Presentation on theme: "Warm Up Which inner planet is the hottest?"— Presentation transcript:
1Warm Up 3-2-15 Which inner planet is the hottest? What’s so special about Mars?What is the purpose of spending billions of dollars to explore outer space?Agenda-Turn in homework-Notes Chp 27-3-Outer Planets video-Test Review WorksheetHomeworkTest Chp 26/27
4Space Craft Exploration of Jovian Planets Voyager 1 and 2 left Earth in 1977 and reached Jupiter in March and July of 1979Used Jupiter’s strong gravity to send them on to Saturn - gravity assistVoyager 2 used Saturn’s gravity to propel it to Uranus and then on to NeptuneStudied planetary magnetic fields and analyzed multi-wavelength radiationBoth are now headed out into interstellar spaceGalileo - launched in 1989 and reached Jupiter in December 1995Two components: atmospheric probe and orbiterProbe descended into Jupiter’s atmosphere and orbiter went through moon systemCassini mission to Saturn arrived June 30, 2004orbiter continues to orbit Saturn and its moonsHuygens probe launched from the orbiter January 14, 2005 to study Saturn’s moon Titan.Background information Voyager is on going for 37 years
5Jovian Planet Properties Most of their mass is Hydrogen and Helium – light elements = low densitiesHigh surface gravity allows their atmospheres to retain these light elementsDense compact core at the center - no solid surface – gaseous atmosphere becomes denser (eventually liquid) at coreDifferential Rotation – outer regions rotate at a different rate than the inner regions
6Jovian Planet Properties All Jovian planets have strong magnetic fields - rapid rotation and liquid conductive cores or mantlesUranus has the most inclined rotational axis (extreme seasons)
7Jupiter’s Atmosphere helium – 14% molecular hydrogen – 86%helium – 14%small amounts of methane, ammonia, and water vaporDarker belts lie atop downward moving convective cells Lighter zones are above upward moving cells. Belts are low-pressure, zones are high pressureAsJupiter’s rotation causes wind patterns to move East/West along equatorTemperature difference between bands is main reason for color difference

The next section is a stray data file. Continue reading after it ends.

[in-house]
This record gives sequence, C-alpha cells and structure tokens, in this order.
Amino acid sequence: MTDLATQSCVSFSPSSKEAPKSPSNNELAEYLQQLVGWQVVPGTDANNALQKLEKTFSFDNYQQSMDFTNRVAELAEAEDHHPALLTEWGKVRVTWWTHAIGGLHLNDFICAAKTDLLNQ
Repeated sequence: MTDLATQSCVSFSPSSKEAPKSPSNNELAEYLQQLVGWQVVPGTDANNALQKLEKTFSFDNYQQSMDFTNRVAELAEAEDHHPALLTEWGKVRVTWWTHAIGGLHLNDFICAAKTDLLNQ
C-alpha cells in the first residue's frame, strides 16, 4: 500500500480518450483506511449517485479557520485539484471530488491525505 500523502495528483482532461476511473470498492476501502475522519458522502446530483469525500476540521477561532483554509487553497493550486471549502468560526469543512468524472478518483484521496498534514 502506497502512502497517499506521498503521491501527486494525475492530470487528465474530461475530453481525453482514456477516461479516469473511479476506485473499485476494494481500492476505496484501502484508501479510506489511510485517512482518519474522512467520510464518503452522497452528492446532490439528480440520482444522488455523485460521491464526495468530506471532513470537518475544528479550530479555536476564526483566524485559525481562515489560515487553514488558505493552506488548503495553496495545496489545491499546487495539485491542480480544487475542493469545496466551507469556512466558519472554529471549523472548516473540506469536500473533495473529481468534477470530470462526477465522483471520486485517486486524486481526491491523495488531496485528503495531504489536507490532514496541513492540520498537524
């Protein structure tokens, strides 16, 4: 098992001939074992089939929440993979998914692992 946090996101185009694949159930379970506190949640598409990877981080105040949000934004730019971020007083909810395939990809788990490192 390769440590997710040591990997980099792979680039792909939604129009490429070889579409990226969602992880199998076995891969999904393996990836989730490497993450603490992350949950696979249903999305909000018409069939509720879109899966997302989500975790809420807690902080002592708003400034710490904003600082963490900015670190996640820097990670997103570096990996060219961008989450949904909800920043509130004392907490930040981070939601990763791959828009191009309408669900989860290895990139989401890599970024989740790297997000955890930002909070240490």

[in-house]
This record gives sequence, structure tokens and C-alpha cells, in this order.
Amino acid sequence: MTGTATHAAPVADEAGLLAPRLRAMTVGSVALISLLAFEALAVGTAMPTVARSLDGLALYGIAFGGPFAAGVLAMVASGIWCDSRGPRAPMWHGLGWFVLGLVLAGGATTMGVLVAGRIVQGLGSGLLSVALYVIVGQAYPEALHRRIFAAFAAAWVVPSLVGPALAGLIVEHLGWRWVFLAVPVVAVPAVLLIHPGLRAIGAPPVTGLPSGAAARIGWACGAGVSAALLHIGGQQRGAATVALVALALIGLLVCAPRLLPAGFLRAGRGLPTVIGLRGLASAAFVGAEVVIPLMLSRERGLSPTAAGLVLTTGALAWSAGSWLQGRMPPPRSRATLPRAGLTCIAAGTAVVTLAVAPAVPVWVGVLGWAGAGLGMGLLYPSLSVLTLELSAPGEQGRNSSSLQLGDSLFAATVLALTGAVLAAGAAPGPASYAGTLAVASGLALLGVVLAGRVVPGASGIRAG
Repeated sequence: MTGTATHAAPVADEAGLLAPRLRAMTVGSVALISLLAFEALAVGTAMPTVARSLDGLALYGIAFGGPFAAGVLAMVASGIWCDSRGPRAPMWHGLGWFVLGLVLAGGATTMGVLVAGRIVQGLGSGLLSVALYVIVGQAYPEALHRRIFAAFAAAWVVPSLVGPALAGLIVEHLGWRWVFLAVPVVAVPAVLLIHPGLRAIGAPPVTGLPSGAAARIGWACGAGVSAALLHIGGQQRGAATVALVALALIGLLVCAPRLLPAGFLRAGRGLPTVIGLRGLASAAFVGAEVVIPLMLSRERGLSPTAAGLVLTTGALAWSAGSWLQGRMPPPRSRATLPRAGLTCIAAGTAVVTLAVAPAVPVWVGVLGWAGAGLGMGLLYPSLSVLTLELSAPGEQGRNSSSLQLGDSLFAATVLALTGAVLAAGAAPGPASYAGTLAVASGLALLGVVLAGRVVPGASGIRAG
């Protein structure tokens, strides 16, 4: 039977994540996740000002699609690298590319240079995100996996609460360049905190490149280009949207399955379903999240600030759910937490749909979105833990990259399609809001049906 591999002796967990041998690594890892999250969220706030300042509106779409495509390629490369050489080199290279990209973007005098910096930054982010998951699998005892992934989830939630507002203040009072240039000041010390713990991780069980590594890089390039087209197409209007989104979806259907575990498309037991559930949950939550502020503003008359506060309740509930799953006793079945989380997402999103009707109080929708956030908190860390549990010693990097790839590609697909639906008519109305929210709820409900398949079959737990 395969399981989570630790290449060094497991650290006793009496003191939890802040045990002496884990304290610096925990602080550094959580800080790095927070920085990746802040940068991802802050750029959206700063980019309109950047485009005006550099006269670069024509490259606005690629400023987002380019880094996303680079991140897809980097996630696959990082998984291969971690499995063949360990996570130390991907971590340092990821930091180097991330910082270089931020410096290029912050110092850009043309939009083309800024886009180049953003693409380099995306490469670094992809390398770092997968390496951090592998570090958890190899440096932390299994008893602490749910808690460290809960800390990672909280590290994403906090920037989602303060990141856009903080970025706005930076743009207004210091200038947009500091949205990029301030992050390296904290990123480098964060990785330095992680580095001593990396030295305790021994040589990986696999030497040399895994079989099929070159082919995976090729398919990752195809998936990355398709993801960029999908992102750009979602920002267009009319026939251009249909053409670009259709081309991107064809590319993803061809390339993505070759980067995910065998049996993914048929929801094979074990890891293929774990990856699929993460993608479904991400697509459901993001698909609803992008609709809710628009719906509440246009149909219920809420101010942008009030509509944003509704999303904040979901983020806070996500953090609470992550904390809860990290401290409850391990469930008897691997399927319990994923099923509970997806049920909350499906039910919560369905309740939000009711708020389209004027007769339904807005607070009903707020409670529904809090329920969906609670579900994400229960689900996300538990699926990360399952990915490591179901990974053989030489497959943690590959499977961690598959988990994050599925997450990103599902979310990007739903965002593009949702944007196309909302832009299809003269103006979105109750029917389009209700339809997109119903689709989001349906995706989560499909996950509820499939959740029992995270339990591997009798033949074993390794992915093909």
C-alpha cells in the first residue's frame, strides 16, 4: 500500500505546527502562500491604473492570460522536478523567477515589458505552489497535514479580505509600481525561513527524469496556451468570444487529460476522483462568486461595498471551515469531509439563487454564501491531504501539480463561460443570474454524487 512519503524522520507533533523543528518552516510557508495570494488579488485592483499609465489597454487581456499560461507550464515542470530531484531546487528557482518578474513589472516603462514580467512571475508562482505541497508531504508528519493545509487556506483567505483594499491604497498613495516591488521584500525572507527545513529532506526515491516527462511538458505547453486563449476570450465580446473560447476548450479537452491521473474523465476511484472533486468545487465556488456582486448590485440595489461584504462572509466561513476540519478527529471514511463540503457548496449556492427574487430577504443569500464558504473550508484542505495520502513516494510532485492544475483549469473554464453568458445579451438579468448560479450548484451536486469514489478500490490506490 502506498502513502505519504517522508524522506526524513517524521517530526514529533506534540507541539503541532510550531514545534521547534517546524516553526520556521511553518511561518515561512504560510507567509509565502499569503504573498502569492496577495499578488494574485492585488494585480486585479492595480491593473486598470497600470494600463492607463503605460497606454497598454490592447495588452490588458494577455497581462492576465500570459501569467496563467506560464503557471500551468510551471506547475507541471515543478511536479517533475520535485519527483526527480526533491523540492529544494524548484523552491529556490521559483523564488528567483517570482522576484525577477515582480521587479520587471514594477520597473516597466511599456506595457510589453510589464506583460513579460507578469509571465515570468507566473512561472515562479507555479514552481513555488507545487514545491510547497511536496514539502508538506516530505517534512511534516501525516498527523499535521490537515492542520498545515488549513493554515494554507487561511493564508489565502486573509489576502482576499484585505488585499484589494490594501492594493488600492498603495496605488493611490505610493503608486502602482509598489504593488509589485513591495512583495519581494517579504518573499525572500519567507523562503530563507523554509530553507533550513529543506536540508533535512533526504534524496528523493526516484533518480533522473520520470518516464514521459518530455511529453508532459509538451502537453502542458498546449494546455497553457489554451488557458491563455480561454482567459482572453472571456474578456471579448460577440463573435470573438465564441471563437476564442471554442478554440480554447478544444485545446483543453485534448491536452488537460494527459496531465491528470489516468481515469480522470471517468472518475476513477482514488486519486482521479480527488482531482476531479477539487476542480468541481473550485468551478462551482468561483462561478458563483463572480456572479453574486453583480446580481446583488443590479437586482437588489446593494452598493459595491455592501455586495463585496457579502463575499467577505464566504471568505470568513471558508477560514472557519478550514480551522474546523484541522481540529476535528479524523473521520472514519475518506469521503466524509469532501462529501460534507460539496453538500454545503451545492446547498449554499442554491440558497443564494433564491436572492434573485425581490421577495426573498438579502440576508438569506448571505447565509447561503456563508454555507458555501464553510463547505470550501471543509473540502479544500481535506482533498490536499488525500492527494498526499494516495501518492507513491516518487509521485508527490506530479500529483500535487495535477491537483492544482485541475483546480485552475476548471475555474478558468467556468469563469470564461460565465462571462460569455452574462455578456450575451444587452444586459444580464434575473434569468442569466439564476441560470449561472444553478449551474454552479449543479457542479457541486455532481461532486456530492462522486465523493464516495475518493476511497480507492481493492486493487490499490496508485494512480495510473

8Weather on Jupiter Main weather feature – Great Red Spot! swirling hurricane windshas lasted over 300 yearsdiameter twice that of Earthrotates with planet’s interiorthe spot appears to be confined and powered by the zonal flowsmaller storms look like white ovalsDiscovered 7th or 8th century BC by the Babylonians (present day Iraq)
9Saturn’s Atmosphere hydrogen 92.4% helium 7.4% traces of methane and ammoniaOverall temperature is cooler than JupiterThicker clouds result in less varied visible colors
10Saturn’s AtmosphereCloud layer thickness is 3 times that of Jupiter (caused by lower surface gravity on Saturn)9 main rings composed of dust and ice particles extend 6 million miles above the surface62 known moons orbiting the planetstorm systems, and turbulent flow patternsCloud layer thickness is 3 times that of Jupiter (caused by lower surface gravity on Saturn) with winds reaching 600mi/hr-Rings hypothesis made from nebula or destroyed moons with titans being the largest
11Atmospheres of Uranus and Neptune Hydrogen 84%Helium 14%Methane 2% (Uranus) 3% (Neptune)Abundance of methane gives these planets their blue color.Methane absorbs longer wavelength light (red) and reflects short wavelength light (blue)
12Atmospheres of Uranus and Neptune Few clouds in the cold upper atmosphere – featurelessUpper layer of haze blocks out the lower, warmer cloudsNeptuneUpper atmosphere is slightly warmer than Uranus (despite its further distance from Sun)More visible features (thinner haze, less dense clouds lie higher)
13Internal Structures – models that fit the data Metallic hydrogen is like liquid metalUranus/NeptuneSaturnJupiterIncreasing temperature and pressure deeper in coreJupiter bulges at radius (7% larger)Saturn less asymmetric – larger core – same basic overall structureUranus/Neptune have a high density “slush” below cloud level - compressed water clouds
14Pluto - and Charon Discovered in 1930 Charon (its moon) found in 1978 40 times the Earth’s distance from the Sun (40AU)No spacecraft flybys but New Horizons mission launched in January 2006 will fly by in July 2015.Only 20% the mass of our MoonSimilar in mass and size to Neptune’s large moon TritonProbably formed in the Kuiper belt (comet birth place)Highly inclined orbital planeHST image of Pluto